Germany’s Foreign Minister Heiko Maas called for a humanitarian zone to be established in Syria’s war-ravaged Idlib province with “security guarantees” offered by Russia, a day after Ankara and Moscow brokered a ceasefire in the region.
European foreign ministers held an emergency meeting in the Croatian capital on Friday to address the crisis in Idlib, but talks were overshadowed when renewed clashes broke out on the Greek-Turkish border.
Russia and Turkey back opposition sides in Syria’s nine-year conflict: Moscow supports President Bashar Al Assad and Turkey backs some rebel groups. Several previous ceasefire deals in Idlib have collapsed.
“The development of the refugee situation on the Turkish-Greek border is also one that the European Union cannot simply accept,” said Mr Maas, after meeting with EU counterparts in the Croatian capital.
“We are ready to fulfil our obligations under the EU-Turkey agreement. Turkey must be too. Regardless, we want Turkey to also keep an eye on Europe and that Turkey has a connection with the West. It’s better than anything that presents itself as an alternative. That’s why we have to develop this difficult relationship very concretely. “
As ministers met in Zagreb, EU foreign policy chief Josep Borrell welcomed the ceasefire and said he would visit Russia to discuss Syria as soon as possible.
He said that the European Union would host a Syria donor conference in Brussels on June 29-30 to raise funds for victims of the nine-year civil war and the surrounding countries. He added that governments involved in the conflict would be invited, referring to Ankara and Moscow.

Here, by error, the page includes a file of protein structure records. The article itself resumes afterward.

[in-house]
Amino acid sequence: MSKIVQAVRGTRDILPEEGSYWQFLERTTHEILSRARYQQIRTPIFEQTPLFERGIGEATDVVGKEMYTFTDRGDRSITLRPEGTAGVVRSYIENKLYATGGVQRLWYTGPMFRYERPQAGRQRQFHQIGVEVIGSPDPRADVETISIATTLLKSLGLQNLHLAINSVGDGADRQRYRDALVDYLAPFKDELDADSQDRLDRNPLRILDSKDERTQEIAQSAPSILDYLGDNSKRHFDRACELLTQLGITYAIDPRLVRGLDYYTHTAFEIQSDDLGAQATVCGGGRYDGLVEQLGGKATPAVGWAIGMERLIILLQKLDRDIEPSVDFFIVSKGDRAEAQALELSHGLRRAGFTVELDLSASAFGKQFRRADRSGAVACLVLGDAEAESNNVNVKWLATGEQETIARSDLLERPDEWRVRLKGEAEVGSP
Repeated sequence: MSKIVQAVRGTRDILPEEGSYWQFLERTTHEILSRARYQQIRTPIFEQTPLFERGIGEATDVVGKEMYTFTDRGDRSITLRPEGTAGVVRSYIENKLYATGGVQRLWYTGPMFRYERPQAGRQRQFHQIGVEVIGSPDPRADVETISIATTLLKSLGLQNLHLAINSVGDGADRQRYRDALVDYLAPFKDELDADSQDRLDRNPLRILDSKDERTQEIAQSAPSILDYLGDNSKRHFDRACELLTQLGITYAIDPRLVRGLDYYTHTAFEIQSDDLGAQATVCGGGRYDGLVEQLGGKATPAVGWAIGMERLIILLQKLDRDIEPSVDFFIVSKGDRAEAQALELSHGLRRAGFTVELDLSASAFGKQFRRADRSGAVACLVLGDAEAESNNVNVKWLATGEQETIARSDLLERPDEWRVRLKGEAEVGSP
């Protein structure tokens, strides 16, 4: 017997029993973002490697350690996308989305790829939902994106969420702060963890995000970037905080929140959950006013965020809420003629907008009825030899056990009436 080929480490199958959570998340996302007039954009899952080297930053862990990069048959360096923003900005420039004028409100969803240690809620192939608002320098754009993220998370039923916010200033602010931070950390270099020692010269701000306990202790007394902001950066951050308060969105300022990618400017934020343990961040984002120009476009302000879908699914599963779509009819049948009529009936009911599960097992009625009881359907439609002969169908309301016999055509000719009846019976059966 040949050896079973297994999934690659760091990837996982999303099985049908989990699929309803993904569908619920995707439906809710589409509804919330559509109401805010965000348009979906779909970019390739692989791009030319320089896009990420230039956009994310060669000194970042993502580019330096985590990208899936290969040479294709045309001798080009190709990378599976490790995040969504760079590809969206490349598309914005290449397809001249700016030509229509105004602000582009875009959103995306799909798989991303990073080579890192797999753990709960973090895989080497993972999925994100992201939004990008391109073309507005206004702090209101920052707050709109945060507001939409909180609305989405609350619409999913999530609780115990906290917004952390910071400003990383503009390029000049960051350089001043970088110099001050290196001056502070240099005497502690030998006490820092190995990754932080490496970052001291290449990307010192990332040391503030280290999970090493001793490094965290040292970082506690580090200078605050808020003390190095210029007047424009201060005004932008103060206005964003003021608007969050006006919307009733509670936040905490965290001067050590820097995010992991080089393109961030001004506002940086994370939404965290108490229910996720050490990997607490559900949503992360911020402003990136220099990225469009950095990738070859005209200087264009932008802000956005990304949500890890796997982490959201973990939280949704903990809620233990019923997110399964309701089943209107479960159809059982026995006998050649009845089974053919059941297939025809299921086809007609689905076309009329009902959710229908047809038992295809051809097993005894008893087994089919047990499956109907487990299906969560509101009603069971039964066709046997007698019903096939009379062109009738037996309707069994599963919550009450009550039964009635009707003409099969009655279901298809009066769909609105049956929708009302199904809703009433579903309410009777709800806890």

Mr Borrell said that relations between Turkey and Russia needed to be improved to help the crisis in Idlib, before adding that EU ministers would discuss sending more funds to Ankara.
“Turkey is having a big burden, 4 million people [refugees], we have to understand that,” Mr Borrell said. “But at the same time we cannot accept migrants being used as a source of pressure.”
Dutch Foreign Minister Stef Blok said the ceasefire needs to be strengthened by adding a no-fly zone over the province to stop further bombings of hospitals.
“It would be wise to add a no-fly zone,” he told reporters as he arrived for a meeting with EU counterparts in Zagreb.
“I think European countries are very willing to step forward ... to convince all U.N. Security Council members to set up this no-fly zone. It wouldn’t hinder the fight against al Qaeda (militants), but it will stop the bombings of hospitals,” Mr Blok said.
He also criticised Turkish President Recep Tayyip Erdogan for politicising migrants and opposed more aid to be given to Turkey.
Meanwhile, more clashes broke out on the Greek-Turkish border on Friday as migrants tried to push through into Greece.
The country has seen an increase in the number of migrants reaching its shores since 2015. But earlier this week, it saw a sharp increase when more than 10,000 migrants, mostly from Syria, other Middle East states and Afghanistan, reached Turkey's borders with Greece and fellow EU member Bulgaria.
The influx of people came after Turkey opened its borders to Europe, saying the EU had not fulfilled its end of a more than €6 billion deal designed to reduce the flow migrants into Europe after more than a million people entered the EU in 2015.
Greek officials have accused Turkey of orchestrating a co-ordinated effort to drive migrants across the frontier.
Greek riot police used tear gas and a water cannon to drive back people trying to cross the land border from Turkey on Friday morning. Turkish police fired tear gas back toward Greece.
On Wednesday, the bloc pledged an extra €170 million to vulnerable people in Syria, with €60m of those funds being allocated to Idlib.